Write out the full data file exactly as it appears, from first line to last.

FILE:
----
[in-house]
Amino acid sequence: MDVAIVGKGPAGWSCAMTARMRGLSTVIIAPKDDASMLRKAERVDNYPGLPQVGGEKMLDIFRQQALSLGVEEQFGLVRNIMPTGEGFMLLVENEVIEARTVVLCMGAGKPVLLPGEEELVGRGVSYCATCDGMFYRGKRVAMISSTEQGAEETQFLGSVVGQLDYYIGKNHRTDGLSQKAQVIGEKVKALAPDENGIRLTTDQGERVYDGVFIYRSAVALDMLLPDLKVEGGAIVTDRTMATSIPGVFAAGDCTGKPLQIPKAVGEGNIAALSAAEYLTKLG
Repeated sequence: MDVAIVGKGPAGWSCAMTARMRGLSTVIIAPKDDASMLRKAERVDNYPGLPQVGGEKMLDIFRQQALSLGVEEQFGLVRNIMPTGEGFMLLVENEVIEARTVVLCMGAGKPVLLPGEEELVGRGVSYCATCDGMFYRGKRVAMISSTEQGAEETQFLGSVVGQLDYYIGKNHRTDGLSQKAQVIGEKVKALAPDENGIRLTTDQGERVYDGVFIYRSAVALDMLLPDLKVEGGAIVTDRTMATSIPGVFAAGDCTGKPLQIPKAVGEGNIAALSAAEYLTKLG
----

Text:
[in-house]
Amino acid sequence: MDVAIVGKGPAGWSCAMTARMRGLSTVIIAPKDDASMLRKAERVDNYPGLPQVGGEKMLDIFRQQALSLGVEEQFGLVRNIMPTGEGFMLLVENEVIEARTVVLCMGAGKPVLLPGEEELVGRGVSYCATCDGMFYRGKRVAMISSTEQGAEETQFLGSVVGQLDYYIGKNHRTDGLSQKAQVIGEKVKALAPDENGIRLTTDQGERVYDGVFIYRSAVALDMLLPDLKVEGGAIVTDRTMATSIPGVFAAGDCTGKPLQIPKAVGEGNIAALSAAEYLTKLG
Repeated sequence: MDVAIVGKGPAGWSCAMTARMRGLSTVIIAPKDDASMLRKAERVDNYPGLPQVGGEKMLDIFRQQALSLGVEEQFGLVRNIMPTGEGFMLLVENEVIEARTVVLCMGAGKPVLLPGEEELVGRGVSYCATCDGMFYRGKRVAMISSTEQGAEETQFLGSVVGQLDYYIGKNHRTDGLSQKAQVIGEKVKALAPDENGIRLTTDQGERVYDGVFIYRSAVALDMLLPDLKVEGGAIVTDRTMATSIPGVFAAGDCTGKPLQIPKAVGEGNIAALSAAEYLTKLG